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TRINIDAD | Foreign detainees languish in T&T jail, govts won't pay transport bill

Featured The Immigration Detention Centre in Aripo, the home away from home for dozens of foreign nationals whose native governments are unwilling to foot the bill to have them deported. FILE PHOTO The Immigration Detention Centre in Aripo, the home away from home for dozens of foreign nationals whose native governments are unwilling to foot the bill to have them deported. FILE PHOTO
Persons who enter Trinidad and Tobago ilegally, or have overstayed their time, seem destined to languish in jail if caught, as the TT government and their home nations are less than willing to pay the extremely high cost of transportation to their homeland.

A story in the Trinidad and Tobago Sunday Newsday says "several foreign national who have completed custodial sentences for entering this country illegally or overstaying their time, are languishing behind bars at the Aripo Detention Centre" as nobody to foot the extremely high cost to deport them back to their homeland.

The Newsday special investigation says several dozen foreign 'prisoners' are at this detention centre, and "the cost to send one foreigner, especially those living in countries on the African continent on the other side of the world, is upwards of $100,000.

As a result, the detainees who are now in limbo, do not know what is in store for them and if they will ever be reunited with loved ones back home. Sunday Newsday says those most affected and who make up the largest contingent at the Aripo Detention Centre are from African nations such as Nigeria, Senegal and Ghana.

According to Newsday,  Minister of National Security Edmund Dillon has described the situation as worrying and frustrating since he has been making every effort to have these detainees sent home.  However, He said most African countries are not willing to spend money to have their countrymen returned home.

Dillon said T&T could no longer sustain the over $100,000 to return a detainee to any of the African countries as “We just cannot afford this. We have had to make serious cuts and our focus is bringing crime down and restoring calm to our own citizens affected by crime.”

Dillon told Newsday he was cognizant of the detainees’ mental suffering in being separated from loved ones including wives and children for months and even years. We have asked that their loved ones make efforts to raise the funds to have them returned home. But at the same time we are trying other avenues to assist these detainees,” Dillon said.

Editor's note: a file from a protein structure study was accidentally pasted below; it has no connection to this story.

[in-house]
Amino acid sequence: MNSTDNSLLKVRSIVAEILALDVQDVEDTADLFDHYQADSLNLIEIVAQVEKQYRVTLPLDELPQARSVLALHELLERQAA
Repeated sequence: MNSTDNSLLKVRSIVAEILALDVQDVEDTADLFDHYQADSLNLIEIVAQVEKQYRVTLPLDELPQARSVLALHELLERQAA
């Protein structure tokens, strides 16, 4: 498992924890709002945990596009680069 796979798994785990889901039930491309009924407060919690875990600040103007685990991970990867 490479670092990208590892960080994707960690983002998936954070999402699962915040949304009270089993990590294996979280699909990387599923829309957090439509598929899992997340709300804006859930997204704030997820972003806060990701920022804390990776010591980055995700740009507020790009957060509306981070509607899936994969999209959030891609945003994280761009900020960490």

Dillon said what the government is seeking to do, is to ensure that the detainees are kept safe and relatively comfortable while efforts continue to be made to have them deported back to their homeland. There are about six Venezuelans at the Aripo Detention Centre. Other detainees hail from Colombia, the Dominican Republic, Bangladesh, China and several Caribbean countries.

Dillon last week toured the detention centre and was satisfied with the upgrade work. Dillon said some of the detainees wept as they spoke to him and said they have families whom they have not seen in months. Some expressed bitterness on being told their home government did not want to spend money to bring them back home.

On June 9, then Ag Minister of National Security Dennis Moses revealed in Parliament that there are 15,042 people living and working illegally in TT. He said the government has granted permanent residency to 30,200 people up to May last year.

However, between January 1 and May 1, Moses said, there were 15,042 illegals comprising people from Venezuela, Colombia, the Dominican Republic, China, 65 Guyana, 39 Nigeria and several Caribbean islands including Jamaica.

Head of the Emancipation Support Committee Khafra Kambon told Sunday Newsday, “it is expensive to send detainees back to Africa because you have to send two officers for every one detainee. So when you factor in that you are paying airline tickets for three people you can understand how high the cost is.

Kambon said the government needs to adopt a discriminating approach as to which illegal immigrant will be sent home and which can be assimilated into TT society especially owing to the fact that many illegal immigrants end up in relationships with locals and start a family.

“You have families here who are suffering because their loved one is locked up for being an undocumented person. These people can be processed and receive legal status so as to ease the burden on the state of providing for so many people being kept at the detention centre,” Kambon said.

He suggested there should be a case-by-case assessment of the detainees and said that from his investigations, some of the detainees from African countries have been at the detention centre in Aripo for as long as four years.

  • Countries: Trinidad_Tobago

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